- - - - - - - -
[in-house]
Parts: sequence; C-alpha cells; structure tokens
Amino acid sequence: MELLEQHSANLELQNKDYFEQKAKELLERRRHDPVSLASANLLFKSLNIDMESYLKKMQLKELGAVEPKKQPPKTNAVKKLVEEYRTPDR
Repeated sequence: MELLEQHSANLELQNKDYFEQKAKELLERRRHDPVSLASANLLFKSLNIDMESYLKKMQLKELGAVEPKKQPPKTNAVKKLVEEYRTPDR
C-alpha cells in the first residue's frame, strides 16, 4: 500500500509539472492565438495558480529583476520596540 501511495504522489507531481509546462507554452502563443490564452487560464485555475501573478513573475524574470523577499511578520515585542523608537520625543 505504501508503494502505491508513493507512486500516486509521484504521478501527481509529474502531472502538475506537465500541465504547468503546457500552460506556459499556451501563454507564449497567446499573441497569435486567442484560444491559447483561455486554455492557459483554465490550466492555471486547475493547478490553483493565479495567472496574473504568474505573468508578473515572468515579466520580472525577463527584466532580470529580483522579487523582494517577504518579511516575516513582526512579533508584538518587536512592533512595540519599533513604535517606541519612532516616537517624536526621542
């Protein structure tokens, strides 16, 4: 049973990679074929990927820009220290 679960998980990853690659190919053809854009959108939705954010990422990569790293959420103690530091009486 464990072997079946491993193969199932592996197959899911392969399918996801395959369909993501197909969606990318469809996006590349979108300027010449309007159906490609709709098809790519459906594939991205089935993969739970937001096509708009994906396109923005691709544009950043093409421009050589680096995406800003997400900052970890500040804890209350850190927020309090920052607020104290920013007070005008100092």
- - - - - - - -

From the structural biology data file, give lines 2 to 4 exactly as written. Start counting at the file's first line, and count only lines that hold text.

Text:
Parts: sequence; C-alpha cells; structure tokens
Amino acid sequence: MELLEQHSANLELQNKDYFEQKAKELLERRRHDPVSLASANLLFKSLNIDMESYLKKMQLKELGAVEPKKQPPKTNAVKKLVEEYRTPDR
Repeated sequence: MELLEQHSANLELQNKDYFEQKAKELLERRRHDPVSLASANLLFKSLNIDMESYLKKMQLKELGAVEPKKQPPKTNAVKKLVEEYRTPDR